Difference Between Single and Double Quote in Bash Shell
Quotes are an integral part of shell scripting and Linux command but they could often be confusing for new users. This article will demystify quotes for you.
You'll often use quotes in Linux command line. Dealing with spaces in filename? You use quotes. Handling special characters? You use quotes again.
The quotes are 'special feature' in Linux shell and it may get confusing, specially if you are new to Linux commands and shell scripting.
I'll explain the different types of quote characters and their usage in shell scripting.
There are four different types of quote characters:
- Single quote '
- Double quote "
- Backslash \
- Back quote `
Except the backlash, the rest of the three characters occur in pair.
Let's have a look at them in detail.
1. Single quote
The single quote in Shell ignores all type of special characters in it. Everything between the single quotes is considered one single element.
Let's take it with example. Here's a sample text file with some Cricketers from the 90s.
abhishek@its-foss:~$ cat cricket Allan Donald, South Africa Steve Waugh, Australia Mark Waugh, Australia Henry Olonga, Zimbabwe Sachin Tendulkar, India
Now, you use grep command to look for cricketers with family name Waugh. This will give you two results:
abhishek@its-foss:~$ grep Waugh cricket Steve Waugh, Australia Mark Waugh, Australia
But if you want to search for Steve Waugh only, and you try using it as it is, you'll see an error:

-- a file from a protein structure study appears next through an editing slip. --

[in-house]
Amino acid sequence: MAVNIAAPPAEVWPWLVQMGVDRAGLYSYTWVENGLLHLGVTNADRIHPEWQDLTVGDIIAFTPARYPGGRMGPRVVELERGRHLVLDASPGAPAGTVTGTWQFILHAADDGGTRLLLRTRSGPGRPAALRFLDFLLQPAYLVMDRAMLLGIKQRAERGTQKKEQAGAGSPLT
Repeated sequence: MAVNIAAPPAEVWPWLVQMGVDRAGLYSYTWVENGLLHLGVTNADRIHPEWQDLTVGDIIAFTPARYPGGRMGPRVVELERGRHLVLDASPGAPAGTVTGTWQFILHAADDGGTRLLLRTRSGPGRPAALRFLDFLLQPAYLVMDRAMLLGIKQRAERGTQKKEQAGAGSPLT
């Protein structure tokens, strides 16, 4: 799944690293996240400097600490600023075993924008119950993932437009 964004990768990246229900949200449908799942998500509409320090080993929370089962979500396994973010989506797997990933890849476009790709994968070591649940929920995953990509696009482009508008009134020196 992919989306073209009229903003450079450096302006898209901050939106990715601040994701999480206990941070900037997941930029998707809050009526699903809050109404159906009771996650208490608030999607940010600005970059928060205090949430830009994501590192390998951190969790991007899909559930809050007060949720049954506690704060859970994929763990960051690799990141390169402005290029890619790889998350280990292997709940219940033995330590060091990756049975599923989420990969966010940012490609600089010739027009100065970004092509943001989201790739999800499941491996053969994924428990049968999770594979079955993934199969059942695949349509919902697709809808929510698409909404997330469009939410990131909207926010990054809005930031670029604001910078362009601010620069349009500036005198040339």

abhishek@its-foss:~$ grep Steve Waugh cricket grep: Waugh: No such file or directory cricket:Steve Waugh, Australia
Why? Because space is used for separating command, options and arguments. In the above example, it takes
Steve as the first argument to grep but
cricket are taken as the files in which it should preform the search. Since there is no file named
Waugh, it throws an error for that. At the same time, it also shows the result from the file
This is where quote comes to the rescue. When you enclose the arguments in quotes, it is interpreted as a single entity.
abhishek@its-foss:~$ grep 'Steve Waugh' cricket Steve Waugh, Australia
Basically, when the shell see the first single quote, it ignores any special characters (white space is also a special character) until it finds another single quote (closing quotes).
Ignoring all special characters
All special characters lose their meaning if they are enclosed in single quotes. Let's see it with examples.
Let's declare a variable in shell. If you echo the variable name with $, it shows the value of the variable.
abhishek@its-foss:~$ var=my_variable abhishek@its-foss:~$ echo $var my_variable
But if you wrap it in single quotes, $ will lose its special power.
abhishek@its-foss:~$ echo '$var' $var
Now only that. The enter key is also preserved under single quotes.
abhishek@its-foss:~$ echo 'how are > you?' how are you?
2. Double quote
Double quotes work almost similar to single quotes. Almost because they also tend to ignore all the special characters except:
- Dollar signs $
- Back quotes `
- Backslashes \
Since dollar sign is not ignored, you can expect variable name to be substituted with its value. Which is not the case with the single quotes.
abhishek@its-foss:~$ var=my_variable abhishek@its-foss:~$ echo "$var" my_variable abhishek@its-foss:~$ echo '$var' $var
The double quotes can be used to hide single quotes from the shell.
abhishek@its-foss:~$ var=My 'own villa' is yellow own villa: command not found abhishek@its-foss:~$ var="My 'own villa' is yellow" abhishek@its-foss:~$ echo $var My 'own villa' is yellow
Similarly, you can use the single quotes to hide double quotes from the shell.